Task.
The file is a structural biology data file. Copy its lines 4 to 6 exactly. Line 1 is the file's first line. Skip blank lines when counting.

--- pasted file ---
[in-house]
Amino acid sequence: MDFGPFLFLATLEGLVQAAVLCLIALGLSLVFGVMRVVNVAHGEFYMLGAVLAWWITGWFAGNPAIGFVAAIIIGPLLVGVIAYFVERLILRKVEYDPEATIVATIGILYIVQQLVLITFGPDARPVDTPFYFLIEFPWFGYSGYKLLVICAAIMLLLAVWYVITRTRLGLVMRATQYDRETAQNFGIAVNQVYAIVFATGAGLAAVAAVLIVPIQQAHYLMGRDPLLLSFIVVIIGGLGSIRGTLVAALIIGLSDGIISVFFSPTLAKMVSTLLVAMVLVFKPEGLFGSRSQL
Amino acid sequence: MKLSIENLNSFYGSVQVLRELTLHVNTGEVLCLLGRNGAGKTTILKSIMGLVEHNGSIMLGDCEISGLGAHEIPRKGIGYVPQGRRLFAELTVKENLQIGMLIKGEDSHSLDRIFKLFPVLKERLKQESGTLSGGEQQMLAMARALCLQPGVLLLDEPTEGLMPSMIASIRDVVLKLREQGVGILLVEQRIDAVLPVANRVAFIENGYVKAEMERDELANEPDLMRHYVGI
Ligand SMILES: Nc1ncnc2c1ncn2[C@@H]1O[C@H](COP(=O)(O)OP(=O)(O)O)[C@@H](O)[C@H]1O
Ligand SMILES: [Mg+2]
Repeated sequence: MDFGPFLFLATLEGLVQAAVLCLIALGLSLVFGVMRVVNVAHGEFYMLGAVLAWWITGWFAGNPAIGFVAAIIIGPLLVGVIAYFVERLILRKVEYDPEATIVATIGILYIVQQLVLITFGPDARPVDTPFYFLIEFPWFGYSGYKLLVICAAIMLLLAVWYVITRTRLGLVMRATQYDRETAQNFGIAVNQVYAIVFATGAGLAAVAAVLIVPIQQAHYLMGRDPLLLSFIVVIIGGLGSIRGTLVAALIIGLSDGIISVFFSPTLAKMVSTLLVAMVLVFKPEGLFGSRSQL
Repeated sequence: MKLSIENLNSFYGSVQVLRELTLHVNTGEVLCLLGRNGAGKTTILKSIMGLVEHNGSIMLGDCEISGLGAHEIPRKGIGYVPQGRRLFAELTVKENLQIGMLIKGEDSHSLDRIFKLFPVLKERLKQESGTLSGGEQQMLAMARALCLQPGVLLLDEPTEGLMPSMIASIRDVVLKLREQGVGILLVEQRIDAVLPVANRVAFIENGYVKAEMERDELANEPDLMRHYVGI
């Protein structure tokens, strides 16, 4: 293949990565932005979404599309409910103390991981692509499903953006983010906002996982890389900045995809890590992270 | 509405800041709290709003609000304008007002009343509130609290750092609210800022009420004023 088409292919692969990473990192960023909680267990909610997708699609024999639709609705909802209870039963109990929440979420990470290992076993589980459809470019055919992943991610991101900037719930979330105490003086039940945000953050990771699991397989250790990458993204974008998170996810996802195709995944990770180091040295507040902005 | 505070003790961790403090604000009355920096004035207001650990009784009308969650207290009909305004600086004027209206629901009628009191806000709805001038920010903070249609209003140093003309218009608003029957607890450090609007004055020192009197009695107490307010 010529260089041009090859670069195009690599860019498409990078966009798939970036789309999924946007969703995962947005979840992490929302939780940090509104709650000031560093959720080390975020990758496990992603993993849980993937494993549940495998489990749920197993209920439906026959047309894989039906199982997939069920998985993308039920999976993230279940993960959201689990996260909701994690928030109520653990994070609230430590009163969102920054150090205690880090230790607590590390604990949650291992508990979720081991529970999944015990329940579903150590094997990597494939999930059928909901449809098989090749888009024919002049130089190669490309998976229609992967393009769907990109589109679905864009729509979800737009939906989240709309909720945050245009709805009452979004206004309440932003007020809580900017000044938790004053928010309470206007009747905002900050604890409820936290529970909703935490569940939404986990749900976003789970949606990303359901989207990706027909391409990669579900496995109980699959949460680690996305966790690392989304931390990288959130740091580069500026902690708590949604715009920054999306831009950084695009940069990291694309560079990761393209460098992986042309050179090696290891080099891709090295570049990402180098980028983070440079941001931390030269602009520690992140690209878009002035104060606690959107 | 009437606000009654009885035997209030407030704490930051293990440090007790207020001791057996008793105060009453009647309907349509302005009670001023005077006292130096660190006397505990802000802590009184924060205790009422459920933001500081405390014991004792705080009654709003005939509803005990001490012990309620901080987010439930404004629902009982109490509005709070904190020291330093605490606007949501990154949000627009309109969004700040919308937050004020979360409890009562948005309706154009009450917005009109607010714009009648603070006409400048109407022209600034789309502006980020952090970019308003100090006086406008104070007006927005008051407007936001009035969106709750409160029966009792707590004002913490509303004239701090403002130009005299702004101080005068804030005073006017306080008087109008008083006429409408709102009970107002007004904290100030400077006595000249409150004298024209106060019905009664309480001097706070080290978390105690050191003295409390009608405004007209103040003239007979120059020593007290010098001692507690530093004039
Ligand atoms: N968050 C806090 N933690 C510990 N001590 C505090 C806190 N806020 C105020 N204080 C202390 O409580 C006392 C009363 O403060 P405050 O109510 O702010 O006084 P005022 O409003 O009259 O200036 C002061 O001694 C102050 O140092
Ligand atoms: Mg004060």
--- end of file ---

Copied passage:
Ligand SMILES: Nc1ncnc2c1ncn2[C@@H]1O[C@H](COP(=O)(O)OP(=O)(O)O)[C@@H](O)[C@H]1O
Ligand SMILES: [Mg+2]
Repeated sequence: MDFGPFLFLATLEGLVQAAVLCLIALGLSLVFGVMRVVNVAHGEFYMLGAVLAWWITGWFAGNPAIGFVAAIIIGPLLVGVIAYFVERLILRKVEYDPEATIVATIGILYIVQQLVLITFGPDARPVDTPFYFLIEFPWFGYSGYKLLVICAAIMLLLAVWYVITRTRLGLVMRATQYDRETAQNFGIAVNQVYAIVFATGAGLAAVAAVLIVPIQQAHYLMGRDPLLLSFIVVIIGGLGSIRGTLVAALIIGLSDGIISVFFSPTLAKMVSTLLVAMVLVFKPEGLFGSRSQL